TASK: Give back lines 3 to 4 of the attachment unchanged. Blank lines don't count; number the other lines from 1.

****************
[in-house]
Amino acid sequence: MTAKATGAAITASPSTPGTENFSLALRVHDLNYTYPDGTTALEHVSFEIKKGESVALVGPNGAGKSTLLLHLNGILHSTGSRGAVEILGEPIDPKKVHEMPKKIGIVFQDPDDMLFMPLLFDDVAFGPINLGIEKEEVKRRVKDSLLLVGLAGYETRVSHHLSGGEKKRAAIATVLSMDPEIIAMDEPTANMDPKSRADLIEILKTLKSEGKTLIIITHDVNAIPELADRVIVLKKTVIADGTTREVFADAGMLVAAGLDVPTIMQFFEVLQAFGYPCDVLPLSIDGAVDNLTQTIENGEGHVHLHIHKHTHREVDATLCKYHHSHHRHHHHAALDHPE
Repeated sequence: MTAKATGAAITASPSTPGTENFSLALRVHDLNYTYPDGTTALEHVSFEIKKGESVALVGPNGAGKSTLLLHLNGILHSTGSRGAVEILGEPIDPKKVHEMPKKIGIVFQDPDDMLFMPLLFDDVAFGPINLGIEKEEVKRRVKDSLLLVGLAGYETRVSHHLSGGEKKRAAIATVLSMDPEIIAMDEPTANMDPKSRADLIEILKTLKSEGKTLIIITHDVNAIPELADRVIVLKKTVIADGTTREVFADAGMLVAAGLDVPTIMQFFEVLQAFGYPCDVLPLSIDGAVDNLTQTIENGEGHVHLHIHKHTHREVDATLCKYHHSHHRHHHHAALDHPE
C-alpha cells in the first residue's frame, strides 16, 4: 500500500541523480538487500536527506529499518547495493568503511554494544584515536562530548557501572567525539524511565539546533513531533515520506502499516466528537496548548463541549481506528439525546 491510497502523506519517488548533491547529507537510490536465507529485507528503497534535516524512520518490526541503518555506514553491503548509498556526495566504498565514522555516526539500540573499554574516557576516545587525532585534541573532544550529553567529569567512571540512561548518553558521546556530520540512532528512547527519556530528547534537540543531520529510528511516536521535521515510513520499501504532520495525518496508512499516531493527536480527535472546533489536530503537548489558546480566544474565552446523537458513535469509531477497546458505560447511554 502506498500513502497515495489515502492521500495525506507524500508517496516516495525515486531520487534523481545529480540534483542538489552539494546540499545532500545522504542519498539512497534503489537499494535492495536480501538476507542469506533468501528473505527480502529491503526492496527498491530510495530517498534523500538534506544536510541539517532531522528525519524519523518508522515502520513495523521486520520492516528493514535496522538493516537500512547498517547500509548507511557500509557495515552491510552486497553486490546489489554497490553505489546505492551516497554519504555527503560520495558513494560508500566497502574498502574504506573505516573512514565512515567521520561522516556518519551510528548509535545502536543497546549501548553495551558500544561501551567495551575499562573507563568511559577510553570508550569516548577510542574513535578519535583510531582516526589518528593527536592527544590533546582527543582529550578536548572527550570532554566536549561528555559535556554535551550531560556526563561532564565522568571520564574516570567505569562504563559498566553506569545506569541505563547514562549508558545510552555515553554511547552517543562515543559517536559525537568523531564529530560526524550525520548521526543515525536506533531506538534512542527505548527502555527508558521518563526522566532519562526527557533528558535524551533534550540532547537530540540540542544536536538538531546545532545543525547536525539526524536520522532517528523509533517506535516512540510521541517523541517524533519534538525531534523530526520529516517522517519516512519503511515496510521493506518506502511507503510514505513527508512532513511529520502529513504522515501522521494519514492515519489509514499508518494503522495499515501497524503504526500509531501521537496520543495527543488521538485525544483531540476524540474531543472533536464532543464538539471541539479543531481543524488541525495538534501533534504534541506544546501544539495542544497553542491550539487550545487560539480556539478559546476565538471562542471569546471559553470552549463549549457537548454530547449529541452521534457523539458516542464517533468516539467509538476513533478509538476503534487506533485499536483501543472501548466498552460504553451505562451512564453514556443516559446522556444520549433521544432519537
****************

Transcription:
Repeated sequence: MTAKATGAAITASPSTPGTENFSLALRVHDLNYTYPDGTTALEHVSFEIKKGESVALVGPNGAGKSTLLLHLNGILHSTGSRGAVEILGEPIDPKKVHEMPKKIGIVFQDPDDMLFMPLLFDDVAFGPINLGIEKEEVKRRVKDSLLLVGLAGYETRVSHHLSGGEKKRAAIATVLSMDPEIIAMDEPTANMDPKSRADLIEILKTLKSEGKTLIIITHDVNAIPELADRVIVLKKTVIADGTTREVFADAGMLVAAGLDVPTIMQFFEVLQAFGYPCDVLPLSIDGAVDNLTQTIENGEGHVHLHIHKHTHREVDATLCKYHHSHHRHHHHAALDHPE
C-alpha cells in the first residue's frame, strides 16, 4: 500500500541523480538487500536527506529499518547495493568503511554494544584515536562530548557501572567525539524511565539546533513531533515520506502499516466528537496548548463541549481506528439525546 491510497502523506519517488548533491547529507537510490536465507529485507528503497534535516524512520518490526541503518555506514553491503548509498556526495566504498565514522555516526539500540573499554574516557576516545587525532585534541573532544550529553567529569567512571540512561548518553558521546556530520540512532528512547527519556530528547534537540543531520529510528511516536521535521515510513520499501504532520495525518496508512499516531493527536480527535472546533489536530503537548489558546480566544474565552446523537458513535469509531477497546458505560447511554 502506498500513502497515495489515502492521500495525506507524500508517496516516495525515486531520487534523481545529480540534483542538489552539494546540499545532500545522504542519498539512497534503489537499494535492495536480501538476507542469506533468501528473505527480502529491503526492496527498491530510495530517498534523500538534506544536510541539517532531522528525519524519523518508522515502520513495523521486520520492516528493514535496522538493516537500512547498517547500509548507511557500509557495515552491510552486497553486490546489489554497490553505489546505492551516497554519504555527503560520495558513494560508500566497502574498502574504506573505516573512514565512515567521520561522516556518519551510528548509535545502536543497546549501548553495551558500544561501551567495551575499562573507563568511559577510553570508550569516548577510542574513535578519535583510531582516526589518528593527536592527544590533546582527543582529550578536548572527550570532554566536549561528555559535556554535551550531560556526563561532564565522568571520564574516570567505569562504563559498566553506569545506569541505563547514562549508558545510552555515553554511547552517543562515543559517536559525537568523531564529530560526524550525520548521526543515525536506533531506538534512542527505548527502555527508558521518563526522566532519562526527557533528558535524551533534550540532547537530540540540542544536536538538531546545532545543525547536525539526524536520522532517528523509533517506535516512540510521541517523541517524533519534538525531534523530526520529516517522517519516512519503511515496510521493506518506502511507503510514505513527508512532513511529520502529513504522515501522521494519514492515519489509514499508518494503522495499515501497524503504526500509531501521537496520543495527543488521538485525544483531540476524540474531543472533536464532543464538539471541539479543531481543524488541525495538534501533534504534541506544546501544539495542544497553542491550539487550545487560539480556539478559546476565538471562542471569546471559553470552549463549549457537548454530547449529541452521534457523539458516542464517533468516539467509538476513533478509538476503534487506533485499536483501543472501548466498552460504553451505562451512564453514556443516559446522556444520549433521544432519537